A Letter to Angelina Jolie

This morning I received an email from a woman whom I am very proud to call a dear friend. She has been one of the five women who help me help other women and even through her own times of suffering she has been a constant friend to other suffering mesh women as well as myself. Not only does she do this, but she also deals with her own family and personal life, which as you will read is filled with constant concerns and stress. But she remains steadfast in how she cares about the mesh issue.

I have written letters to other celebrities in the past and sent them to news shows in hopes they will reach celebrity women who could begin to change this trend that constantly hurts women, but as yet, nothing has been gained. But that does not mean any of us who do this will give up. We all care very much that this issue is brought to the surface so that more new women won’t suffer the way we all do.

We all know there are other voices far stronger than ours with the backings of money and power and their voices try to drown ours out often, but we keep going to let injured women know they are not alone. We each have the power to change something that we see is doing harm to others and we have the right to choose how we act. For me and the many women around the world who have chosen to stand up and speak out, we will not be quieted. The world has to know that this tragedy for women is far more than a small matter than can easily be fixed. Mesh complications are not as they say ‘easily managed’. Mesh destroys the basis of home and family.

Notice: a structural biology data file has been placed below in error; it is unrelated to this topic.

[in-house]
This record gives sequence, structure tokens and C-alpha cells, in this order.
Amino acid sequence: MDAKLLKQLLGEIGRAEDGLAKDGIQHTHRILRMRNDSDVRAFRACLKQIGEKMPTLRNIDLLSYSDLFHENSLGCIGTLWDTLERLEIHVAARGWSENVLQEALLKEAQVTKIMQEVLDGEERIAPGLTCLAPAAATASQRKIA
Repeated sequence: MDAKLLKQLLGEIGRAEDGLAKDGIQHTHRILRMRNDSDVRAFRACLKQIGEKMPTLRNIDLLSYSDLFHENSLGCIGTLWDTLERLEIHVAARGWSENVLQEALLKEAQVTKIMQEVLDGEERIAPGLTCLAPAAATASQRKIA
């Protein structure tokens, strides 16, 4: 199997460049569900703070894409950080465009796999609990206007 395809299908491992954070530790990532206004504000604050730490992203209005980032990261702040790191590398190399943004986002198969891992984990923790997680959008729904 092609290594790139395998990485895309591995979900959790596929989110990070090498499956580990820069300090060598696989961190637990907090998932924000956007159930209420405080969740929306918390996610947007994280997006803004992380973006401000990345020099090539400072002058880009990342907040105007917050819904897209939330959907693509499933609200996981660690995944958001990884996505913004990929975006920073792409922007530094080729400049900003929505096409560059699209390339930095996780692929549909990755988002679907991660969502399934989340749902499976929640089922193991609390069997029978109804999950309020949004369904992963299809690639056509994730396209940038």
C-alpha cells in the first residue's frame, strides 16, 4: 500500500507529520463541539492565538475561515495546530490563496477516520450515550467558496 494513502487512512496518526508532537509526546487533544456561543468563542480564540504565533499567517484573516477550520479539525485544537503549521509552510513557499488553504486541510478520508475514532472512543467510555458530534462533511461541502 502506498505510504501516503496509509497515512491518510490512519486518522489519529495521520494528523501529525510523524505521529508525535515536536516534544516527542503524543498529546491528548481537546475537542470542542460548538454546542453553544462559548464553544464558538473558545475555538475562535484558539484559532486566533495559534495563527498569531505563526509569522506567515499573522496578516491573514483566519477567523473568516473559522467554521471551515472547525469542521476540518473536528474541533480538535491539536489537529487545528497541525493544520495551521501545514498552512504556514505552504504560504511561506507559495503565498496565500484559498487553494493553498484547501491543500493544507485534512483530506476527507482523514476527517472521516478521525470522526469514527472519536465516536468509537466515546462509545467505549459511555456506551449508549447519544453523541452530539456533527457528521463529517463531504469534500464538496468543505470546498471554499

When you read Pat’s letter to Angelina Jolie, you will find a link to tell her story and a photo of her so that you can put a face to a name. She had a lot going for her at the time mesh was put into her but the mesh did far more damage than her family gene. Once you read this and then her story, please read my footnotes and make a statement to Angelina Jolie herself.

Here is Pat’s letter.

Dear Angelina,

First, I want to thank you for your recent “coming out” as a woman with BRCA1 and congratulate you on your decision on a prophylactic bilateral mastectomy. I know that your bravery will save many lives.

I’m BRCA2 and unfortunately the gene has passed along to both my children, one of which is my daughter who is in a position similar to yourself. She is 43 years old and recently had her second, and last, child and must decide if she too will have a prophylactic bilateral mastectomy. My hope is that your example will urge her to do it before it is too late.

It was nearly too late for me when I was diagnosed with my own Stage 3 breast cancer in 2005. Until then I had no idea about my mutation or what the BRCA gene meant. A bilateral mastectomy, 28 chemotherapy, and 28 full chest wall radiations later I am still here to tell the tale. Hopefully, my daughter and the others hearing your message will not have to suffer the same fate.

Secondly, as I am sure you are aware the BRCA gene also carries with it a high occurrence of ovarian.